Piura is a coastal region in north-western Peru. It is home to the second largest refinery in the country, Talará, owned by the national oil company Petroperú.
In Peru, the government's income from oil, gas and mining operations is distributed to Piura and other regions according to a set of complex formulas. Nearly half of all revenues from the extractive industries is dispersed from the central government to local and regional levels. A total of US $250 million was distributed to municipality governments, the regional government and local universities in Piura.
The EITI multi-stakeholder group in Peru realised it was important to ensure transparency and oversight of these revenues at the local level, and to verify that regional institutions received what they were due. The regional government of Piura volunteered to pioneer a regional EITI "pilots".
In May 2014, the Government of Piura formed a Piura EITI multi-stakeholder group with representatives from the regional and municipal governments, extractive companies, and from a wide spectrum of civil society organizations including universities and professional bodies, farmers and environmental organisations. Three municipalities, out of eight in total, volunteered to disclose detailed accounts of what they have received from central government.
Stakeholders worked swiftly in 2014 to prepare for the first disclosures in line with the EITI guidelines. Their first report is set to be released in mid-2015, and will review all cash transfers in 2012 and 2013. This report will reconcile the transfers as reported by the central government with what local governments report to have received. This will allow citizens in the region to verify that their local government and institutions actually received what they were due.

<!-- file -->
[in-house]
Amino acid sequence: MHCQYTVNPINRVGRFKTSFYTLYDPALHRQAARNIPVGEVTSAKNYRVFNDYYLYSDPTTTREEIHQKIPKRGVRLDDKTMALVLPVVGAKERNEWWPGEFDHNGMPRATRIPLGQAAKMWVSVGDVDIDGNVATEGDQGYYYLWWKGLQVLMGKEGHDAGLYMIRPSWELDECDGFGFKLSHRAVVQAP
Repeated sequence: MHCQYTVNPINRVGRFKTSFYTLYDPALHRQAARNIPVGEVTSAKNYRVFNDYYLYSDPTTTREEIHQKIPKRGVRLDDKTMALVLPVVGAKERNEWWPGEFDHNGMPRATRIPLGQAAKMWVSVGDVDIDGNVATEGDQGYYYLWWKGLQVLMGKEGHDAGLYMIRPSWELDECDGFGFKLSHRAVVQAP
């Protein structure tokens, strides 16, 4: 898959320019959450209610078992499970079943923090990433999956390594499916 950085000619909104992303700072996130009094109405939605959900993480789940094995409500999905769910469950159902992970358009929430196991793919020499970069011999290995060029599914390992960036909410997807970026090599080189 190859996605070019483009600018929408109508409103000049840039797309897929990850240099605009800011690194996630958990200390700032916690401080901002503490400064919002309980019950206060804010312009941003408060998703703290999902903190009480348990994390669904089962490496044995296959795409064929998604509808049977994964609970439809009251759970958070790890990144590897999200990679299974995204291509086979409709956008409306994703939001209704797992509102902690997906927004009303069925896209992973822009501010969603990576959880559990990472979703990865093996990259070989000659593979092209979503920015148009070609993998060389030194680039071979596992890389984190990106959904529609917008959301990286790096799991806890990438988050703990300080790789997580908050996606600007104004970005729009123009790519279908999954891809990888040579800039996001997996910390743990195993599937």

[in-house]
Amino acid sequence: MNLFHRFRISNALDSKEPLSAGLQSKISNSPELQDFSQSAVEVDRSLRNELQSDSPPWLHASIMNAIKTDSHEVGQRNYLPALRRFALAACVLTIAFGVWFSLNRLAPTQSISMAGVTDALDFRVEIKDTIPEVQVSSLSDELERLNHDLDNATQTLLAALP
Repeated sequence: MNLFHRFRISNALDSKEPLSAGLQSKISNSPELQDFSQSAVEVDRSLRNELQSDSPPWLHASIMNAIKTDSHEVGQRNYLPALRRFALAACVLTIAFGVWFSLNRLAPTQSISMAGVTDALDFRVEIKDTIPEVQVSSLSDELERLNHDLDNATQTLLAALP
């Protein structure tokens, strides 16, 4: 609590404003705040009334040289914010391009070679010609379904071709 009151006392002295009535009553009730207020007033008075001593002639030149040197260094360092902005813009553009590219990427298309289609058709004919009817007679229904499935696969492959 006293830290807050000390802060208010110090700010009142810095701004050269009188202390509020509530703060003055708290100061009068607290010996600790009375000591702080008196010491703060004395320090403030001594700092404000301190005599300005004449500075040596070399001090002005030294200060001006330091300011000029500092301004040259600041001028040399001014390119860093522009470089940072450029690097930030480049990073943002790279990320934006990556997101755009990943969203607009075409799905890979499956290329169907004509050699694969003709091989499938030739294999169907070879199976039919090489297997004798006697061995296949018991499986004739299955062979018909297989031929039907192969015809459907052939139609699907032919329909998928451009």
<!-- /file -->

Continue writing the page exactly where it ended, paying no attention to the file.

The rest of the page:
The EITI in Piura will also assess whether local governments have invested and spent the extractives revenue according to their development plans.
Violeta de Herrera, mayor of one of the participating municipality, Castilla, said:
When the regional government invited us to participate we immediately said yes. We look forward to having an instrument to making transparent what we receive from royalties and how we spend it. It is very important for us to give citizens reliable information to allow then to be an effective part in the participatory budget process.
EITI-Piura has a supporting unit hosted by the Planning and Budget department at the regional government. The multi-stakeholder group has met regularly since May 2014, and has focused on explaining how citizens can understand and trace the flow of revenue from extractives industries.
Other regions in Peru, Moquegua and Loreto, have initiated local EITI implementation and expect to learn from the experiences in Piura.